Seedybeans Blog

Celebrating the Humble Harvests of High Desert Homesteading

Spring planting!!! (& protection)

I know, it is so exciting to get those seedy babies right in the ground now!!  And with this wet spring, just think how they will all love all the moisture!!  I have to admit, I often hesitate on planting in the spring because of funny late frosts and snows here in Santa Fe, but now many years have passed that I feel that I have waited too long.  This year I am already planting stuff outside now, ….but with a little protection.

Direct Seeding

This is the south side of our greenhouse where we grew the most lovely tomatoes last year.  We ran sheep fencing along it and secured it so now it is a permanent trellis bed.   Last Tuesday I planted peas along the back and three varieties of spinach in front.  No germination yet, but I am hopeful with last weekend snow.  We have no guts on the greenhouse so the water flows right into the bed.  This is the most protected bed in the garden and the first to warm up and lasy to cool down because of the radiating heat off the greenhouse.  I hope the peas like it.  Weather you have a greenhouse not, peas can go right into the ground right now, along with spinach, mache, kale, chinese cabbages.

Cold Frames

This is a cold frame build by students( with guidance) at Monte Del Sol.  It was based on a design from Elliot Coleman’s Four Season Harvest Book, which is a great book to own if you want to really get serious about season extension, and who doesn’t!!  In fact anything by Elliot is worth an inch on your book shelf.  So the cold frames here were planted two weeks ago with spinach & kale two weeks ago, and look at them now! By the time I see them tomorrow I am sure they will be looking very different.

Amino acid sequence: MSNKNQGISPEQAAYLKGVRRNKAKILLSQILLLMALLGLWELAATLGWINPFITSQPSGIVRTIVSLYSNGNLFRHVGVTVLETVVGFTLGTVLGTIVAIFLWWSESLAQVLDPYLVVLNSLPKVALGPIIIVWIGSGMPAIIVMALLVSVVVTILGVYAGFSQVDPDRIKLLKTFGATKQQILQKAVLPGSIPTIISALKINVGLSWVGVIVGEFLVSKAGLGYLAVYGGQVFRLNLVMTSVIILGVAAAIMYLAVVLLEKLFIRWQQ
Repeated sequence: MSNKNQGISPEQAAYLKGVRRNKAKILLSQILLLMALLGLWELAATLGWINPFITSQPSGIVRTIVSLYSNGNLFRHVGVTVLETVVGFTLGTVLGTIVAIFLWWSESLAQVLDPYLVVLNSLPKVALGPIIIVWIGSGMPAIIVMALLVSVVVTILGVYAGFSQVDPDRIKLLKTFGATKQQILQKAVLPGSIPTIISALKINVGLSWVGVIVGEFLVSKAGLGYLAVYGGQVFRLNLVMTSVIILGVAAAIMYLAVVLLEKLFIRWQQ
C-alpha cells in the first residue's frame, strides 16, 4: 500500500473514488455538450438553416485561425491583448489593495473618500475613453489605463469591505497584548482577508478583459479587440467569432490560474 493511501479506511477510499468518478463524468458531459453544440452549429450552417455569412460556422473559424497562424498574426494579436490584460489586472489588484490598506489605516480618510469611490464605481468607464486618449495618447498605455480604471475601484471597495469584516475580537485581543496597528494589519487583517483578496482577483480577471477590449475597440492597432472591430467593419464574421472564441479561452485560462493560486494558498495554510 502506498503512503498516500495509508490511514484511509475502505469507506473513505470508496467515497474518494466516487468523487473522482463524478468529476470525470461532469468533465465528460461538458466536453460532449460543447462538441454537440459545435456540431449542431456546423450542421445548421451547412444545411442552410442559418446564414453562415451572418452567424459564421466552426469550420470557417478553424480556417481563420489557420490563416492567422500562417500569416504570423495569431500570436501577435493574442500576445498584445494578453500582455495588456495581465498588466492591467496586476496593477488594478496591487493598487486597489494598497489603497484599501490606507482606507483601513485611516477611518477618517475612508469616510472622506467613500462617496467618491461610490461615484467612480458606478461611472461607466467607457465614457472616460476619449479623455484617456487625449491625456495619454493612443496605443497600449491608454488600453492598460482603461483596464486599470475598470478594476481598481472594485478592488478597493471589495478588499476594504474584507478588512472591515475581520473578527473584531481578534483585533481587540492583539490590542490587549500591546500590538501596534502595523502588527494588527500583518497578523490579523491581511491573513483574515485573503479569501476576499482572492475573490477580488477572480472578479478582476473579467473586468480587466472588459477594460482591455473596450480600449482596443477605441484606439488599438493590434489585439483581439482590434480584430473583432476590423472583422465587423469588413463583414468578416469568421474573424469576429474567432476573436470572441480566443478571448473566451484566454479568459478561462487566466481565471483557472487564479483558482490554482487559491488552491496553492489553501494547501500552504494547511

Cold frames are fantastic, easy and really a great way to garden at school and home because you can get a lot out of a small space, during the school year, and they are protected from bouncing balls, running feet, and other treats that educational heavily trafficked gardens might have on them.  Cold frames can be a manageable space for a class of family to adopt and care for all on their own.  They are a great easy math/ building project and are relatively cheap to make.  This one here cost about $50 in lumber & materials….But that would be the high-end.  You could use salvaged shower doors (my favorite are the translucent kind (defuses the light a little so that the plants don’t cook) old windows, even a layer of thick plastic like this one. You can see it did get a rip, but tape seems to save it just fine.

Our cold frames at house are made from windows we replaced.  The entire window frames were pullout out so all we had to do was put them on the ground.  Pretty sweet.

I planted them last March and by April they looked like dinner!! I don’t know about you, but I sure am ready to be eating out of the ground!!! If you haven’t been inspired enough here is another link to get you cold framing soon from Mother Earth News.  It also mentions cloches made from Milk Jugs (mini greenhouses for individual plants).  I prefer these I saw in Italy, if only I knew a glass blower!! That is enough inspiration for one night.  Good luck!!


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